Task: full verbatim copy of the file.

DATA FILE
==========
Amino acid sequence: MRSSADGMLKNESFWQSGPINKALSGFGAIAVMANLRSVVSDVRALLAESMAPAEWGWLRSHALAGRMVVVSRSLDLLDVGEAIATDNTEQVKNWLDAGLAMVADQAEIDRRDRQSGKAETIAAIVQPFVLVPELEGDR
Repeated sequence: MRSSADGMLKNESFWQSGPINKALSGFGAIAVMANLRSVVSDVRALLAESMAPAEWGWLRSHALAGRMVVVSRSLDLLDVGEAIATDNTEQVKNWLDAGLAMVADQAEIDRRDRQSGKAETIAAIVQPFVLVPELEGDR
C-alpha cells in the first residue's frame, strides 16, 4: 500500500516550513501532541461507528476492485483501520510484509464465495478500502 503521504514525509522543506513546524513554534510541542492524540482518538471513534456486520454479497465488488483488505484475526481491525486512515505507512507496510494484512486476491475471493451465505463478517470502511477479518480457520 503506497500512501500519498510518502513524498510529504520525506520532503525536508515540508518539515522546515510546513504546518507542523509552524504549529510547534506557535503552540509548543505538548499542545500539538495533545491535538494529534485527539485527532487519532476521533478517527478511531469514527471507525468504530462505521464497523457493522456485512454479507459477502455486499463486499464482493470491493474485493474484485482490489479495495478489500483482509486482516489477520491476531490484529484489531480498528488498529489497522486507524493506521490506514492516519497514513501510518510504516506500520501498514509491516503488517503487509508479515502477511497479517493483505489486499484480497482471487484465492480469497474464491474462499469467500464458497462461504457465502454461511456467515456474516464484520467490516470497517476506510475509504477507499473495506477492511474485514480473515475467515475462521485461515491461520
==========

Amino acid sequence: MRSSADGMLKNESFWQSGPINKALSGFGAIAVMANLRSVVSDVRALLAESMAPAEWGWLRSHALAGRMVVVSRSLDLLDVGEAIATDNTEQVKNWLDAGLAMVADQAEIDRRDRQSGKAETIAAIVQPFVLVPELEGDR
Repeated sequence: MRSSADGMLKNESFWQSGPINKALSGFGAIAVMANLRSVVSDVRALLAESMAPAEWGWLRSHALAGRMVVVSRSLDLLDVGEAIATDNTEQVKNWLDAGLAMVADQAEIDRRDRQSGKAETIAAIVQPFVLVPELEGDR
C-alpha cells in the first residue's frame, strides 16, 4: 500500500516550513501532541461507528476492485483501520510484509464465495478500502 503521504514525509522543506513546524513554534510541542492524540482518538471513534456486520454479497465488488483488505484475526481491525486512515505507512507496510494484512486476491475471493451465505463478517470502511477479518480457520 503506497500512501500519498510518502513524498510529504520525506520532503525536508515540508518539515522546515510546513504546518507542523509552524504549529510547534506557535503552540509548543505538548499542545500539538495533545491535538494529534485527539485527532487519532476521533478517527478511531469514527471507525468504530462505521464497523457493522456485512454479507459477502455486499463486499464482493470491493474485493474484485482490489479495495478489500483482509486482516489477520491476531490484529484489531480498528488498529489497522486507524493506521490506514492516519497514513501510518510504516506500520501498514509491516503488517503487509508479515502477511497479517493483505489486499484480497482471487484465492480469497474464491474462499469467500464458497462461504457465502454461511456467515456474516464484520467490516470497517476506510475509504477507499473495506477492511474485514480473515475467515475462521485461515491461520